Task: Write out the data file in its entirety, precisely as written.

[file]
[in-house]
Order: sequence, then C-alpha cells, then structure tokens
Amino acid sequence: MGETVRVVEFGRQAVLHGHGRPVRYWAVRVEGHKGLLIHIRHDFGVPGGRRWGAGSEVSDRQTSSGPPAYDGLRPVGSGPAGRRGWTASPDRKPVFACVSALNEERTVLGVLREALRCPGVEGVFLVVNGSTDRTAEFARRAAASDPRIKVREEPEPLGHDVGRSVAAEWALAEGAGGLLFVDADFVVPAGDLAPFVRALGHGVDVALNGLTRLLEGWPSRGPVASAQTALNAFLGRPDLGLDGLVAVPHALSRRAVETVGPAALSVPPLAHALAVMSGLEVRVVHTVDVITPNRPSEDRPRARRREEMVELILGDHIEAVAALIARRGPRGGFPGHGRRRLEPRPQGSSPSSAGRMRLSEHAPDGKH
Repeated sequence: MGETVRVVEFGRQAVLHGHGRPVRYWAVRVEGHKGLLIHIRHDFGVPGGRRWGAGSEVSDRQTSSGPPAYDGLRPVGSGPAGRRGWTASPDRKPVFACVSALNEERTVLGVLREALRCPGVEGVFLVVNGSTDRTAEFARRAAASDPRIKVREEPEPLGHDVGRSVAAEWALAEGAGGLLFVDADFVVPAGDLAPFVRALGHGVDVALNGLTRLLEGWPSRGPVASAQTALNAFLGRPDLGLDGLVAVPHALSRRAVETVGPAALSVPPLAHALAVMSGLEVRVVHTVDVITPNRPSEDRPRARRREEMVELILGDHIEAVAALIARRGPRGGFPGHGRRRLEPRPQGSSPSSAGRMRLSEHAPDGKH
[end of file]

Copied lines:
[in-house]
Order: sequence, then C-alpha cells, then structure tokens
Amino acid sequence: MGETVRVVEFGRQAVLHGHGRPVRYWAVRVEGHKGLLIHIRHDFGVPGGRRWGAGSEVSDRQTSSGPPAYDGLRPVGSGPAGRRGWTASPDRKPVFACVSALNEERTVLGVLREALRCPGVEGVFLVVNGSTDRTAEFARRAAASDPRIKVREEPEPLGHDVGRSVAAEWALAEGAGGLLFVDADFVVPAGDLAPFVRALGHGVDVALNGLTRLLEGWPSRGPVASAQTALNAFLGRPDLGLDGLVAVPHALSRRAVETVGPAALSVPPLAHALAVMSGLEVRVVHTVDVITPNRPSEDRPRARRREEMVELILGDHIEAVAALIARRGPRGGFPGHGRRRLEPRPQGSSPSSAGRMRLSEHAPDGKH
Repeated sequence: MGETVRVVEFGRQAVLHGHGRPVRYWAVRVEGHKGLLIHIRHDFGVPGGRRWGAGSEVSDRQTSSGPPAYDGLRPVGSGPAGRRGWTASPDRKPVFACVSALNEERTVLGVLREALRCPGVEGVFLVVNGSTDRTAEFARRAAASDPRIKVREEPEPLGHDVGRSVAAEWALAEGAGGLLFVDADFVVPAGDLAPFVRALGHGVDVALNGLTRLLEGWPSRGPVASAQTALNAFLGRPDLGLDGLVAVPHALSRRAVETVGPAALSVPPLAHALAVMSGLEVRVVHTVDVITPNRPSEDRPRARRREEMVELILGDHIEAVAALIARRGPRGGFPGHGRRRLEPRPQGSSPSSAGRMRLSEHAPDGKH